Thursday, 21 November 2019

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UN report: Consumption driven growth is no longer viable

11 September 2019.  Radical and urgent changes are needed if the Sustainable Development Goals are to be achieved by 2030 according to a major scientific report published today.  Achieving the goals is still possible, but only if there is a fundamental—and urgent—change in the relationship between people and nature, and a significant reduction in social and gender inequalities between and inside countries according to the report.  This new United Nations report is the work of an independent group of scientists at the request of member states and is the first of its kind since the landmark Sustainable Development Goals (SDGs) were adopted four years ago.  Entitled “The Future is Now: Science for Achieving Sustainable Development,” the report finds that the current development model is not sustainable, and the progress made in the last two decades is in danger of being reversed through worsening social inequalities and potentially irreversible declines in the natural environment that sustains us.    Creating economic growth just by increasing consumption of material goods is no longer a viable option at the global level: Projections indicate that the global use of materials is set to almost double between 2017 and 2060, with correspondingly increased levels of greenhouse gas emissions.  The present model of development has delivered prosperity to hundreds of millions. But it also has led to continuing poverty and other deprivations; unprecedented levels of inequality that undermine innovation, social cohesion and sustainable economic growth; and it has brought the world close to tipping points with the global climate system and 2 biodiversity loss. To change course, the scientists say the world must transform a number of key areas of human activities, including food, energy, consumption and production, and cities.  These transformations can come about through coordinated action by governments, business, communities, civil society and individuals. Science has a particularly vital role to play—a role that can be further strengthened by increasing investment in science for sustainability and in natural and social science institutions based in developing countries.  Developed countries need to change their production and consumption patterns, including by limiting the use of fossil fuels and plastics, and to encourage public and private investments that align with the SDGs. The scientists suggest that the UN could promote a new sustainable development investment label, with clear parameters and guidelines, to encourage and reward investment in industries and financial markets that advance sustainable development and discourage investment in those that do not.

11 September 2019 - Radical and urgent changes are needed if the Sustainable Development Goals are to be achieved by 2030 according to a major scientific report published today.

Achieving the goals is still possible, but only if there is a fundamental—and urgent—change in the relationship between people and nature, and a significant reduction in social and gender inequalities between and inside countries according to the report.

This new United Nations report is the work of an independent group of scientists at the request of member states and is the first of its kind since the landmark Sustainable Development Goals (SDGs) were adopted four years ago.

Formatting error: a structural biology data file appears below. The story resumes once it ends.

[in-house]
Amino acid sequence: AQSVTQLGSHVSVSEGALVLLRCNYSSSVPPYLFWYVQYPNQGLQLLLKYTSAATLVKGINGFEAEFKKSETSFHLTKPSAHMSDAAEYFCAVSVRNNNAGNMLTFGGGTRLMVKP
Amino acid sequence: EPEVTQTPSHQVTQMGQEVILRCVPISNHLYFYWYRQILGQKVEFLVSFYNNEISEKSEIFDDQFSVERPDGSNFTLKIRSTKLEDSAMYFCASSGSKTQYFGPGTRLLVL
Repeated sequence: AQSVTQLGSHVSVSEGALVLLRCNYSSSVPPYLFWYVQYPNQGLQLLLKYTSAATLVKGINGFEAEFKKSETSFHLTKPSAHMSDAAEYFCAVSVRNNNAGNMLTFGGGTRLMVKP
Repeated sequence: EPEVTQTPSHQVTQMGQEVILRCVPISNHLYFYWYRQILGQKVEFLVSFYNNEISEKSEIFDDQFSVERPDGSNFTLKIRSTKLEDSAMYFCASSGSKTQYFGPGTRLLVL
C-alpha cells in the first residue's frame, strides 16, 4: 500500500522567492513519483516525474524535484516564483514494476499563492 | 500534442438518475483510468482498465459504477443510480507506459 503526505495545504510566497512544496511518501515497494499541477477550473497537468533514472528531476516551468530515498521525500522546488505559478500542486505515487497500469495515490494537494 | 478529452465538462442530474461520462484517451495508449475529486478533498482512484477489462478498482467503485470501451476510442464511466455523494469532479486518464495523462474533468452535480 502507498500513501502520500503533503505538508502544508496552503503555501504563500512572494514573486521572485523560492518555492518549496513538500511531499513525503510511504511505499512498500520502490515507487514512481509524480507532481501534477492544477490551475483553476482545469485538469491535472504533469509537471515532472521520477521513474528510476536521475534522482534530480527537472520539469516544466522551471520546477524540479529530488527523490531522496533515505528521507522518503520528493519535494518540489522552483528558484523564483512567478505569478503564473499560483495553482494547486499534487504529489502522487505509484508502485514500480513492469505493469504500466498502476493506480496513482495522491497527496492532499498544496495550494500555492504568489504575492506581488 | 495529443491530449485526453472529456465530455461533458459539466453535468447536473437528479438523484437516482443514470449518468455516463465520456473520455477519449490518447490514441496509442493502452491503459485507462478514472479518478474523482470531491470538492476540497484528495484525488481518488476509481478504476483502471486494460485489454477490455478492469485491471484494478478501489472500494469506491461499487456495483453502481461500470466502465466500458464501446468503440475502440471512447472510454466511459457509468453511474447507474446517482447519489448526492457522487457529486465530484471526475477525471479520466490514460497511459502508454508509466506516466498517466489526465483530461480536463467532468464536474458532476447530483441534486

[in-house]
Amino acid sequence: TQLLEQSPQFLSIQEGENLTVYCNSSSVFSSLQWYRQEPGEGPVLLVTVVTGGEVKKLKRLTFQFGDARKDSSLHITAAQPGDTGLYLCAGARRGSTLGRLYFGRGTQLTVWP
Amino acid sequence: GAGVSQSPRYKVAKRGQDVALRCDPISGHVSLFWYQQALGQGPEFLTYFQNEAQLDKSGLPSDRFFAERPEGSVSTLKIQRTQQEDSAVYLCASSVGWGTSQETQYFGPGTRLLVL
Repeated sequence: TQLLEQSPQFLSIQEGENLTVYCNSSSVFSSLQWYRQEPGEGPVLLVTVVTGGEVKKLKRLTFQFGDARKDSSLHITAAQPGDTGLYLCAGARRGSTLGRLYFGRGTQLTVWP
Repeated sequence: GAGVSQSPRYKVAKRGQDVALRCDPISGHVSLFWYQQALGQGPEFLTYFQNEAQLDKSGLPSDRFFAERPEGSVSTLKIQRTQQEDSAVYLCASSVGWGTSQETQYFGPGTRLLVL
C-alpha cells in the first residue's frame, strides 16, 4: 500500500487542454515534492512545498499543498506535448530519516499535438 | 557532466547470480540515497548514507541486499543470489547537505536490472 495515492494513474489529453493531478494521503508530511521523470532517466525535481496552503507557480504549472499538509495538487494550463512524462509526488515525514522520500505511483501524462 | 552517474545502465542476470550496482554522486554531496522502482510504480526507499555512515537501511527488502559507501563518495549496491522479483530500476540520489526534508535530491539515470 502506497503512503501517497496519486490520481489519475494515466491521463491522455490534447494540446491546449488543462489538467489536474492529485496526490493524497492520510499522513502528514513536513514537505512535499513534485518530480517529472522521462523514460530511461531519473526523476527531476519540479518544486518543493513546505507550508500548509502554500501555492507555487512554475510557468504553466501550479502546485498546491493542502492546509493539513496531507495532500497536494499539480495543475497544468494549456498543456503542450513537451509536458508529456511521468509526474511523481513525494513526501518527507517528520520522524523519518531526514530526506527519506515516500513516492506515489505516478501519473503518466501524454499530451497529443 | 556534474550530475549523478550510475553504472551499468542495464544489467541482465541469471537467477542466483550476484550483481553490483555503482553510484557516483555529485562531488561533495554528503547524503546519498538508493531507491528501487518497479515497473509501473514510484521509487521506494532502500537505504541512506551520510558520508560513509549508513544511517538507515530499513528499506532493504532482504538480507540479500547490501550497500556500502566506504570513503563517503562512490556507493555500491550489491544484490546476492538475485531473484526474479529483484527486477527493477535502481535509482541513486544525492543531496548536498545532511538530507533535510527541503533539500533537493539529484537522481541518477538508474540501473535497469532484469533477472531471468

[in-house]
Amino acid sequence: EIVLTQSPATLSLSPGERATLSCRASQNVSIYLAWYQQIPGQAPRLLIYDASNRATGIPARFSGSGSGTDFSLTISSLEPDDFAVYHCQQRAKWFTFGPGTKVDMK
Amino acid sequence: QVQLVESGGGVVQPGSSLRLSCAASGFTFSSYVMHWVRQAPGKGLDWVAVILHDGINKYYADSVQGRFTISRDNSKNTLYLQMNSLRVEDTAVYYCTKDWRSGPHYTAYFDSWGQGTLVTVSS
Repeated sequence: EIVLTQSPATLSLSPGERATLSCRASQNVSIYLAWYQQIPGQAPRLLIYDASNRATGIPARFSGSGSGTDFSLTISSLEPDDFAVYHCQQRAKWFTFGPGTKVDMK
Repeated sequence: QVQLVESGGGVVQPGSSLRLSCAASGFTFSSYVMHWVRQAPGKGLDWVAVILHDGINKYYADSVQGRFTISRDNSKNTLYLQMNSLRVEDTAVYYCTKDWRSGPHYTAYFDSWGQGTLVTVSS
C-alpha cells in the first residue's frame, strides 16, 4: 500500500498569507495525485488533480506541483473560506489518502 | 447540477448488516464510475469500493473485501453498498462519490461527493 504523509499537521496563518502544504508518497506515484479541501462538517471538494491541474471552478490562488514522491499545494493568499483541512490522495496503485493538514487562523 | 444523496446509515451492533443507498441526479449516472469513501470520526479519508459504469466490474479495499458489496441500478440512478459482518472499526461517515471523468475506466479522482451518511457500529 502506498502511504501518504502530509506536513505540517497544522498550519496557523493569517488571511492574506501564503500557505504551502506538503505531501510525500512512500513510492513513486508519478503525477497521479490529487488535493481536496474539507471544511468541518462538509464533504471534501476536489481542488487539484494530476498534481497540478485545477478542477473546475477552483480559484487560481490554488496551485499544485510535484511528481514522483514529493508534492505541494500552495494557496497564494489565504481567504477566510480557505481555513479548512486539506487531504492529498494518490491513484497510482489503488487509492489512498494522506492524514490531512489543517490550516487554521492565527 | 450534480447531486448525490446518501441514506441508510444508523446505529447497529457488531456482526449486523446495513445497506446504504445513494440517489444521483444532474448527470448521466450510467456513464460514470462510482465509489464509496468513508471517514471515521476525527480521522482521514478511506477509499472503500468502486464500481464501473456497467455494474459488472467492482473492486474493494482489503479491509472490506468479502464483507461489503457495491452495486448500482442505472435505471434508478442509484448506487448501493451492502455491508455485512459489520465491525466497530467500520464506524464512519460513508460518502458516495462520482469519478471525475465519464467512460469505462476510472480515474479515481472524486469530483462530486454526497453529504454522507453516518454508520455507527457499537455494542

Entitled “The Future is Now: Science for Achieving Sustainable Development,” the report finds that the current development model is not sustainable, and the progress made in the last two decades is in danger of being reversed through worsening social inequalities and potentially irreversible declines in the natural environment that sustains us. 

Creating economic growth just by increasing consumption of material goods is no longer a viable option at the global level: Projections indicate that the global use of materials is set to almost double between now and 2060, with correspondingly increased levels of greenhouse gas emissions.

The present model of development has delivered prosperity to hundreds of millions. But it also has led to continuing poverty and other deprivations; unprecedented levels of inequality that undermine innovation, social cohesion and sustainable economic growth; and it has brought the world close to tipping points with the global climate system and 2 biodiversity loss. To change course, the scientists say the world must transform a number of key areas of human activities, including food, energy, consumption and production, and cities.

These transformations can come about through coordinated action by governments, business, communities, civil society and individuals. Science has a particularly vital role to play—a role that can be further strengthened by increasing investment in science for sustainability and in natural and social science institutions based in developing countries.

Developed countries need to change their production and consumption patterns, including by limiting the use of fossil fuels and plastics, and to encourage public and private investments that align with the SDGs.

The scientists suggest that the UN could promote a new sustainable development investment label, with clear parameters and guidelines, to encourage and reward investment in industries and financial markets that advance sustainable development and discourage investment in those that do not.

 

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